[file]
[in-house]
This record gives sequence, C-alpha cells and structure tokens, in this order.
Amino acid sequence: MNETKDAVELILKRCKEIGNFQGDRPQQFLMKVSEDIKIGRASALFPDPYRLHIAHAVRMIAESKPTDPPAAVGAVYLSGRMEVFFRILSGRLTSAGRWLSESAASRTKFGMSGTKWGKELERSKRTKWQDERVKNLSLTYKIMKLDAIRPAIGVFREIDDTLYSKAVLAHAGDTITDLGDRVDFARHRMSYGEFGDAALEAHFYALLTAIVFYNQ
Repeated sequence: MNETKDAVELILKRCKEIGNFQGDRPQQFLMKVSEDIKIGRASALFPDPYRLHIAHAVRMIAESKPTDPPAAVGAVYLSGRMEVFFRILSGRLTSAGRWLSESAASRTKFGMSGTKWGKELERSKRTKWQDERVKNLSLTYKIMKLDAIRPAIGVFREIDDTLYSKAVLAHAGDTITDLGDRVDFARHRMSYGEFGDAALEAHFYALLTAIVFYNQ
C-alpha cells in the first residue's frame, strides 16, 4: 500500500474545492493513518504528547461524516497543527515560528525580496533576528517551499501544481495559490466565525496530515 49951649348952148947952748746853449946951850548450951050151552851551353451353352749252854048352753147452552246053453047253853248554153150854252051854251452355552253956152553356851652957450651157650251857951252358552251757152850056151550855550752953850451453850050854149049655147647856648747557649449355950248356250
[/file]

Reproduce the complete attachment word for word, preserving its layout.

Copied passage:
[in-house]
This record gives sequence, C-alpha cells and structure tokens, in this order.
Amino acid sequence: MNETKDAVELILKRCKEIGNFQGDRPQQFLMKVSEDIKIGRASALFPDPYRLHIAHAVRMIAESKPTDPPAAVGAVYLSGRMEVFFRILSGRLTSAGRWLSESAASRTKFGMSGTKWGKELERSKRTKWQDERVKNLSLTYKIMKLDAIRPAIGVFREIDDTLYSKAVLAHAGDTITDLGDRVDFARHRMSYGEFGDAALEAHFYALLTAIVFYNQ
Repeated sequence: MNETKDAVELILKRCKEIGNFQGDRPQQFLMKVSEDIKIGRASALFPDPYRLHIAHAVRMIAESKPTDPPAAVGAVYLSGRMEVFFRILSGRLTSAGRWLSESAASRTKFGMSGTKWGKELERSKRTKWQDERVKNLSLTYKIMKLDAIRPAIGVFREIDDTLYSKAVLAHAGDTITDLGDRVDFARHRMSYGEFGDAALEAHFYALLTAIVFYNQ
C-alpha cells in the first residue's frame, strides 16, 4: 500500500474545492493513518504528547461524516497543527515560528525580496533576528517551499501544481495559490466565525496530515 49951649348952148947952748746853449946951850548450951050151552851551353451353352749252854048352753147452552246053453047253853248554153150854252051854251452355552253956152553356851652957450651157650251857951252358552251757152850056151550855550752953850451453850050854149049655147647856648747557649449355950248356250